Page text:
Did Martin Luther believe in the Immaculate Conception of Mary?
Here’s a recent tidbit from Taylor Marshall’s blog that will likely raise a few eyebrows, pique a few sensitivities, and elicit a few comments around Christian blogdom, from both sides of the Tiber.
It seems that Martin Luther, that once Augustinian priest turned Revolutionary, upheld belief in the doctrine of the Immaculate Conception (even before it was declared a dogmatic doctrine in 1854 by Pope Pius IX). The doctrine of the Immaculate Conception holds that Mary was preserved from original sin at her conception and from all sin during her life — that she was conceived, lived, and died without any taint of sin.
The eminent Lutheran scholar Arthur Carl Piepkorn (1907-73) has also confirmed that Luther believed in the Immaculate Conception even as a Protestant. Here is Martin Luther in his own words:
“It is a sweet and pious belief that the infusion of Mary’s soul was effected without original sin; so that in the very infusion of her soul she was also purified from original sin and adorned with God’s gifts, receiving a pure soul infused by God; thus from the first moment she began to live she was free from all sin”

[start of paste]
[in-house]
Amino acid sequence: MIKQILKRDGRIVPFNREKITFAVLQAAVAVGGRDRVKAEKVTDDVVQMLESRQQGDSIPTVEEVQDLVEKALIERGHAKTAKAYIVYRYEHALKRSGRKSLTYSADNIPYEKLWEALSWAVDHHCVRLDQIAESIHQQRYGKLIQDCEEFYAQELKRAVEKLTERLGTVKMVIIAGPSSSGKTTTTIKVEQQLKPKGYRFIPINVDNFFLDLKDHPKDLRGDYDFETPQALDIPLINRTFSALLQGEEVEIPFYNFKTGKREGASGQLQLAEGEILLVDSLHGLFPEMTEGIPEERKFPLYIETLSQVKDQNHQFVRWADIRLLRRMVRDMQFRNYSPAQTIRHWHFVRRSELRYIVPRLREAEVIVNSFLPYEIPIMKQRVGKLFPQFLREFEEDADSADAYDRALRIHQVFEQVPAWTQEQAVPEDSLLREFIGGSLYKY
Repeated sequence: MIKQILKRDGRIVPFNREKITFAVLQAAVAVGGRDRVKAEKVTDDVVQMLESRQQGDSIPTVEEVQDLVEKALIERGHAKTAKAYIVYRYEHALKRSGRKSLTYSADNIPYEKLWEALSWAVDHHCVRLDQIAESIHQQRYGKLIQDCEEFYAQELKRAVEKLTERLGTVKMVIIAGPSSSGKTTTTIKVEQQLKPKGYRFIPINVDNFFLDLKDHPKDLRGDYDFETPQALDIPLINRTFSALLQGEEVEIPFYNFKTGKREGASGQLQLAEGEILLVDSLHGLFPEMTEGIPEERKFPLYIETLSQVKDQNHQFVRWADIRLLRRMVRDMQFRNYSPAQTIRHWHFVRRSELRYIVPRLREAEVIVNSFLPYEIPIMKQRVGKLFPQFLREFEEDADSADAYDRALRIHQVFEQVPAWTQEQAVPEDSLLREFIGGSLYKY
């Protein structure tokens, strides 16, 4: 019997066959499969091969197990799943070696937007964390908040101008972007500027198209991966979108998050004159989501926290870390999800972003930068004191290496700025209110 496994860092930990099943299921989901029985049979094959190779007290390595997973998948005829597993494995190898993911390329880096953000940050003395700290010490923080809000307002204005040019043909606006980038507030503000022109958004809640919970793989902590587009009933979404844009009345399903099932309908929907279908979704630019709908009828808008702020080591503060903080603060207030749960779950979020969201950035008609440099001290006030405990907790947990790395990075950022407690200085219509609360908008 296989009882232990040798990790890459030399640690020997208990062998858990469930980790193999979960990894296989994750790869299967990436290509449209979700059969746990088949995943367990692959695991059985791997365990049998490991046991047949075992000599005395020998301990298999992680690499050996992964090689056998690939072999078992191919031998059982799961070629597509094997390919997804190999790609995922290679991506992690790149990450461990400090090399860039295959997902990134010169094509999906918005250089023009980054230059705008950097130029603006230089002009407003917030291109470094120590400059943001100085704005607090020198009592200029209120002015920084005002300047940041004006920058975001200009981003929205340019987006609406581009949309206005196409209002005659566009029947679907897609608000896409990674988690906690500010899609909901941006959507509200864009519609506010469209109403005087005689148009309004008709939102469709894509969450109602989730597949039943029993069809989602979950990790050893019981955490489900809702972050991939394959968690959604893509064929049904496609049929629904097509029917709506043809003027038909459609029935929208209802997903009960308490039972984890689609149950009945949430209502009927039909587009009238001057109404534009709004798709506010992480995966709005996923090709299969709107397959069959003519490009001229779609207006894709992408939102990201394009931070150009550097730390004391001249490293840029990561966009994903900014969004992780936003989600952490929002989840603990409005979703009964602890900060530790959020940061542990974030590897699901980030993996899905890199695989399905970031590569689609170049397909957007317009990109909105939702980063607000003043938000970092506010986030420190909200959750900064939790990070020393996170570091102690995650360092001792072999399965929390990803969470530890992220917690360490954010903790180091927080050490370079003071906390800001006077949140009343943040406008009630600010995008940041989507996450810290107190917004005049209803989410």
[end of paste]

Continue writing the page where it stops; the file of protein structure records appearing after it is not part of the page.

- Martin Luther’s Sermon “On the Day of the Conception of the Mother of God,” 1527.
“She is full of grace, proclaimed to be entirely without sin—something exceedingly great. For God’s grace fills her with everything good and makes her devoid of all evil.
- Martin Luther’s Little Prayer Book, 1522.
Both quotations derive from Luther’s writings after his break from Rome.
Far be it from me to approve of Luther. I only list these quotes to show how far Protestantism has come from it’s quasi-Catholic origin. If only Lutherans would return to this single doctrine of their founder; how quickly our Lady would turn them into true Catholics! (continue reading . . .)